I left home around 8 a.m. on a recent Friday and did one errand after another until 3 o’clock in the afternoon. That’s when Ray and I discussed whether I ought to go ahead and do one more, another hour away in Jamestown. I’m so glad I did. It was one of those beautiful, September days in Tennessee when the sun is shining bright and the sky is that beautiful fall shade of blue.
My heart flooded with memories of the childhood drives through the Tennessee hills that my daddy loved so much and the wonderful days when John, Bethany, Mary Evelyn, and I (and often Ray, too) headed east on one of our many history field trips.
The drive on Interstate 40 from Cookeville to Monterey climbs about 1000 feet in fifteen minutes, taking travelers from the Highland Rim surrounding the Nashville Basin to the Cumberland Plateau. It’s a beautiful climb. In Monterey I got off the Interstate and spent the rest of the afternoon (and into the early evening) on country highways.
I headed northeast, passing the sign to Muddy Pond, where we spent so many happy times, watching demonstrations of a mule turning a sorghum mill and shopping for crafts, kitchen gadgets, and healthy foods at Muddy Pond General Store.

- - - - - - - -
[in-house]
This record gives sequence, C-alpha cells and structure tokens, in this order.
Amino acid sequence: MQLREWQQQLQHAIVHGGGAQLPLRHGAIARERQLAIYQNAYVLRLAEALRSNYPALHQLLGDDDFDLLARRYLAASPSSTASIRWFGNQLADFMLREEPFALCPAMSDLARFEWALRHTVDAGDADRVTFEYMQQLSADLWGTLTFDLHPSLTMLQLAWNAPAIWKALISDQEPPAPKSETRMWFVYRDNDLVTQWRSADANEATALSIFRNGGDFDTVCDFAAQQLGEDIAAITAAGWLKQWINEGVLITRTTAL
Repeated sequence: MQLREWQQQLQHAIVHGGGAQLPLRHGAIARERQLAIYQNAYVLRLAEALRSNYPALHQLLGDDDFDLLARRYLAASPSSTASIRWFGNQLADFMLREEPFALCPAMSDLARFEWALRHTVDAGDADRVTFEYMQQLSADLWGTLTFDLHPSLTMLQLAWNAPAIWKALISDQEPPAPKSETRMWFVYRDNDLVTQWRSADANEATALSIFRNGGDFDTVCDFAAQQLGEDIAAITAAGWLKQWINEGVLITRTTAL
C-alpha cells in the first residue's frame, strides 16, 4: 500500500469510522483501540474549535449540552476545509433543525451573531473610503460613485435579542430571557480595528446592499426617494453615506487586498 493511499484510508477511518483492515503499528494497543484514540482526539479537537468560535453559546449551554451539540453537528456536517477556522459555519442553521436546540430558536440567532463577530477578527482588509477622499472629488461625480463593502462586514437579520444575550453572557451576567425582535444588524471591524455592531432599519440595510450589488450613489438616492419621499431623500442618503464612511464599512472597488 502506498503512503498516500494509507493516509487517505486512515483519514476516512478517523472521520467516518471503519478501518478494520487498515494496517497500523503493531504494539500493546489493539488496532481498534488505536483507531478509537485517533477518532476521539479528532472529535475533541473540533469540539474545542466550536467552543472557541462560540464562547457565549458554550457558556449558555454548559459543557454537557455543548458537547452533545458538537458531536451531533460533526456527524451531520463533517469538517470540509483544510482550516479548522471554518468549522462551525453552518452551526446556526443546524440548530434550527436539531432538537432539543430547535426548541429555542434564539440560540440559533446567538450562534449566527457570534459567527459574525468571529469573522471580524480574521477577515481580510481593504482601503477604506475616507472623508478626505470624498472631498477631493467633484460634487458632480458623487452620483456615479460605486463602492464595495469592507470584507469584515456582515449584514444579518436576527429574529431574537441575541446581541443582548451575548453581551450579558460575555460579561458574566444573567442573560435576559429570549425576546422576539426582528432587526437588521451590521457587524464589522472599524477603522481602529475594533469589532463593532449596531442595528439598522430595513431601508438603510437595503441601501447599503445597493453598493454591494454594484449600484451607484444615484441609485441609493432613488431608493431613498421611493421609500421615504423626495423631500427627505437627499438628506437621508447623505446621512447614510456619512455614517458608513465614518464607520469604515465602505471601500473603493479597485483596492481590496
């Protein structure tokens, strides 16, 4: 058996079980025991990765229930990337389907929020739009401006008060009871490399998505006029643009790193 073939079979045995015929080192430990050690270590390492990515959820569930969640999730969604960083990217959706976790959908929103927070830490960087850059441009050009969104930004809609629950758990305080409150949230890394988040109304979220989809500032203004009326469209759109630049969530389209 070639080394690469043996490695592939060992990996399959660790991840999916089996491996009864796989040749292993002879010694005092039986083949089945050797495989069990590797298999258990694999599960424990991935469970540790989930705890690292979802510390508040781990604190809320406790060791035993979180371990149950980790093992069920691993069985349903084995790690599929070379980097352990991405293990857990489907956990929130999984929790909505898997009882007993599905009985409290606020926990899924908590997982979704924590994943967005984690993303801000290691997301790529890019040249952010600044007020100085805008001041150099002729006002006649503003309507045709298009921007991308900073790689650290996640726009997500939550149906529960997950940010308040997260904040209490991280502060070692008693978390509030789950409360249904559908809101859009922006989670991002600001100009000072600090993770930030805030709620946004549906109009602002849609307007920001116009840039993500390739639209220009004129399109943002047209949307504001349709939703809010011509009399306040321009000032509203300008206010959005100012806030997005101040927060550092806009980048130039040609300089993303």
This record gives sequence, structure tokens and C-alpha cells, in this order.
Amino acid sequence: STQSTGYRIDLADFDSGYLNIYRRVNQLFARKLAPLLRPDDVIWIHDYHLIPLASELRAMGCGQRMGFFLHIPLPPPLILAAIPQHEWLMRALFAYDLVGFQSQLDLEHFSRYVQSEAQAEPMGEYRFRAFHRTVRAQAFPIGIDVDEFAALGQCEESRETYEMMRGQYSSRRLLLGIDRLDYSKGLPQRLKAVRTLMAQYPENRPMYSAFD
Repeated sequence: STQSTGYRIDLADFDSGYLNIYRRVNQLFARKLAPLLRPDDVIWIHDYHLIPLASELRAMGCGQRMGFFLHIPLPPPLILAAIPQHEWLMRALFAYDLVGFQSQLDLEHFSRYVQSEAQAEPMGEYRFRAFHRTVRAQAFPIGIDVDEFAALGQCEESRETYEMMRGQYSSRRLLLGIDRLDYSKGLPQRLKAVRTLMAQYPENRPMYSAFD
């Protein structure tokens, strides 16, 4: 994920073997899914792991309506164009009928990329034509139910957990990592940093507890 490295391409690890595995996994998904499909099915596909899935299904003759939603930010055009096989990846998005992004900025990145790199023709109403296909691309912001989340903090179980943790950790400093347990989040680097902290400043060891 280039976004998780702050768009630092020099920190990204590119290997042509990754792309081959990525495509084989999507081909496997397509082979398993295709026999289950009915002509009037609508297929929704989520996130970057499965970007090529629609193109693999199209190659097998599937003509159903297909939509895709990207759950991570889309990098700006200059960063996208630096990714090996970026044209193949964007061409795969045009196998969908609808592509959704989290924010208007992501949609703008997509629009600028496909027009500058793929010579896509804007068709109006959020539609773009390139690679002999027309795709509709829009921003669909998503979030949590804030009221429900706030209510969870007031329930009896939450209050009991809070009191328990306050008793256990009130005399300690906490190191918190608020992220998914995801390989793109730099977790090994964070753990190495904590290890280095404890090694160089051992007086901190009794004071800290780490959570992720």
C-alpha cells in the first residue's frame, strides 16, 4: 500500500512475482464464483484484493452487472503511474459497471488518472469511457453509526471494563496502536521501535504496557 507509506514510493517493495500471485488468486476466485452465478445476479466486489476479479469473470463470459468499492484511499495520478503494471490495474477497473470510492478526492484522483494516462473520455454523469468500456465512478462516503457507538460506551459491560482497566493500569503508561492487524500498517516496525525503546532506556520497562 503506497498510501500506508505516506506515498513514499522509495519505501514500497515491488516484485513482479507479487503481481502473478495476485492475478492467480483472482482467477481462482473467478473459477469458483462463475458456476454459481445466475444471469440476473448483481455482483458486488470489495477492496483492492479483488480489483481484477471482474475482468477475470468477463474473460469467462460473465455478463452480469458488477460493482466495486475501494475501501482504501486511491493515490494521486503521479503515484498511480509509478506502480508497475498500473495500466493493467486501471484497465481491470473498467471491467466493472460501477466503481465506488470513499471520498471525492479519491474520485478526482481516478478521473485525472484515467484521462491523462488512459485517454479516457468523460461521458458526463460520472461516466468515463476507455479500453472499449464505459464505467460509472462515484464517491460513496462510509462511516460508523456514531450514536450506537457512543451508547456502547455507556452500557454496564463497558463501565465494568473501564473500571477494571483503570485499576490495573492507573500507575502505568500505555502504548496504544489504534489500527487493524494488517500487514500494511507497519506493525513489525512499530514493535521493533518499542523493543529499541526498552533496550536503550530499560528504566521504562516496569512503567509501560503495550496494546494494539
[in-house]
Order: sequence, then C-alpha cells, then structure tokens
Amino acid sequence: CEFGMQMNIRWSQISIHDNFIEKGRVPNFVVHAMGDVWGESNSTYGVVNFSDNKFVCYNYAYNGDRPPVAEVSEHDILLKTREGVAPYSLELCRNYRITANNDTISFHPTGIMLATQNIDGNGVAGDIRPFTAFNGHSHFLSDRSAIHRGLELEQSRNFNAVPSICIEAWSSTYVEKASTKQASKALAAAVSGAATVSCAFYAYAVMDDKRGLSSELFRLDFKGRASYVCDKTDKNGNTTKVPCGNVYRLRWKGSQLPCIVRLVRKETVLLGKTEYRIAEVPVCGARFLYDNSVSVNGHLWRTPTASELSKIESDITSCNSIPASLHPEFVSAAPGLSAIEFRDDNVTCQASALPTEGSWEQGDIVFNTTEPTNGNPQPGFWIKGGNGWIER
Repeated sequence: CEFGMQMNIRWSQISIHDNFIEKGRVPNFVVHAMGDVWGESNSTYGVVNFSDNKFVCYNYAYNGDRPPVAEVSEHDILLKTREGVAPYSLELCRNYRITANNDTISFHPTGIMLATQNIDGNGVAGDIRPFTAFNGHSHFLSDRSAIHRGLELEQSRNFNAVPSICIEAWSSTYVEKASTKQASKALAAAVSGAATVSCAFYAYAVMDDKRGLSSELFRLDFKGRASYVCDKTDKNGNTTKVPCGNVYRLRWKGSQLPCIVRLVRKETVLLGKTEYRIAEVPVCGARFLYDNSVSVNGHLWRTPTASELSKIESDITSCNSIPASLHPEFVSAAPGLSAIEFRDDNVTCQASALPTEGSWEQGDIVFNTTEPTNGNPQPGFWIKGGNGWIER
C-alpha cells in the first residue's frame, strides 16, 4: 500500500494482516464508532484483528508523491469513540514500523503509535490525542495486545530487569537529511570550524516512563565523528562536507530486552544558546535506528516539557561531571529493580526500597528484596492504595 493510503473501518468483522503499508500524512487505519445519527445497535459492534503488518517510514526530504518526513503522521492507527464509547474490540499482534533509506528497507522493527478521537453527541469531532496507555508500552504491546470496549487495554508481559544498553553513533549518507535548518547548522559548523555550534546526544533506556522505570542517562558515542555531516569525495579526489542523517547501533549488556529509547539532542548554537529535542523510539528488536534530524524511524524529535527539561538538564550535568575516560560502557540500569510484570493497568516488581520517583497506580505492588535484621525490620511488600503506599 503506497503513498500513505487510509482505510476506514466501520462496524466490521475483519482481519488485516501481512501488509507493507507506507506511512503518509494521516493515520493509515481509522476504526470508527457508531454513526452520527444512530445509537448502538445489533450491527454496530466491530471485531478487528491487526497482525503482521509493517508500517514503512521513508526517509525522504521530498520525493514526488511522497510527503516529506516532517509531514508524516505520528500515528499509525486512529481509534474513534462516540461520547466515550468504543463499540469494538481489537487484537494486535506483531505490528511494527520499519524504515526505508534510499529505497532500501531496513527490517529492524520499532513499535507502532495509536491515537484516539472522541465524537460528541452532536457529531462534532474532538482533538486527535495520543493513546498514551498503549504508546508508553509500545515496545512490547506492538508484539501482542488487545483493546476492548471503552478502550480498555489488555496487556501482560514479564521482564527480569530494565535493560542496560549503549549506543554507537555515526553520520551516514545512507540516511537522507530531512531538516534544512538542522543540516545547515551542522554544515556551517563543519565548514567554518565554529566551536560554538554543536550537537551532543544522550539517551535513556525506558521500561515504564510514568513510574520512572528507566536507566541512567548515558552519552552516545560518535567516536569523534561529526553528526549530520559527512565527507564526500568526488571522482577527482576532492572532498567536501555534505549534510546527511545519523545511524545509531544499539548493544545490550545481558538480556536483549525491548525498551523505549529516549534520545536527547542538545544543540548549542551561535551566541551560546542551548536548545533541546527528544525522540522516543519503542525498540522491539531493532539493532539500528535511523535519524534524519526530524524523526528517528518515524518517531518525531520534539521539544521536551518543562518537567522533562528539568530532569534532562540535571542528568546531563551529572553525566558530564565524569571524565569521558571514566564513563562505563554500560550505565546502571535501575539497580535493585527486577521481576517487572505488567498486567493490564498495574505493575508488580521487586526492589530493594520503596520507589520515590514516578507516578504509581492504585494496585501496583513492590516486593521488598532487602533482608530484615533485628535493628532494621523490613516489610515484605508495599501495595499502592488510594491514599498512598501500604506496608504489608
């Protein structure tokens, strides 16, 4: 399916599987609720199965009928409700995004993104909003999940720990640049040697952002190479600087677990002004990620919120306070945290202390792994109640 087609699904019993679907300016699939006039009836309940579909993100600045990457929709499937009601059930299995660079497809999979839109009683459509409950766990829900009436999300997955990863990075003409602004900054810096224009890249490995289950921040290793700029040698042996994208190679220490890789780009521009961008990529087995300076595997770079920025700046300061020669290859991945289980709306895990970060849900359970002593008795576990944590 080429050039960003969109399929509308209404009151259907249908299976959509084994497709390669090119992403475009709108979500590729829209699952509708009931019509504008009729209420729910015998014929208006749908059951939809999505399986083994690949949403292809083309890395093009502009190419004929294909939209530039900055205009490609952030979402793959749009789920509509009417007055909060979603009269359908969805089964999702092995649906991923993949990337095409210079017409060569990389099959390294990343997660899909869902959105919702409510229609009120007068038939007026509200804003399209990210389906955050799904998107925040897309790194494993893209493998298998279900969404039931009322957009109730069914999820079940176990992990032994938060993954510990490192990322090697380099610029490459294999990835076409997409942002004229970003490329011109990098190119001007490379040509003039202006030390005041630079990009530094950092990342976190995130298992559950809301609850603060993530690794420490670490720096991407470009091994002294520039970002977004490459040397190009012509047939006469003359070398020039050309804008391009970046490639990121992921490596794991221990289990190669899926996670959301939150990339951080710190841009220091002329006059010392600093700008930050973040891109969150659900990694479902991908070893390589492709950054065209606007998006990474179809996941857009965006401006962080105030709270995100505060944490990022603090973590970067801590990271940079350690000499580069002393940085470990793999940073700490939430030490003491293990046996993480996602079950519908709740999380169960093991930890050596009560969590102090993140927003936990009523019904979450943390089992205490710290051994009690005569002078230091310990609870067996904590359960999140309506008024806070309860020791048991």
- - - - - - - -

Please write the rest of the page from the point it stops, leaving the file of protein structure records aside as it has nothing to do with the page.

I passed the sign to Rugby, a former English utopian community that Thomas Hughes, author of Tom Brown’s School Days, founded in 1880. We loved going there to see its historic homes, church, and library, and to learn about the rise and fall of the utopian community there. By the way, we have visited several former utopian communities through the years, emphasis on the word former. We humans aren’t so good at trying to create heaven on earth.
Jamestown brought back memories of our trips to Pall Mall, Tennessee, nine miles away. Pall Mall was the home of conscientious objector turned World War I hero Alvin C. York. Back in the 1990s, when we were taking tours of York’s home and grist mill in Pall Mall, his son Andrew Jackson York was the guide!
Reading on the couch, playing games, cooking in the kitchen, exploring the hills of Tennessee — those are my precious memories of our homeschooling days. Don’t get so busy trying to get your children to remember things that won’t matter a whole, whole lot twenty years from now that you don’t take time to make precious memories both for your children and for you!
Go ahead, “play hooky” from school. Actually, it’s not playing hooky at all.
“You shall therefore impress
these words of mine on your heart
and on your soul;
. . . You shall teach them to your sons,
talking of them
when you sit in your house
and when you walk along the road
and when you lie down
and when you rise up.
Sounds like Biblical support for a road trip to me– and sounds to me like it counts for school!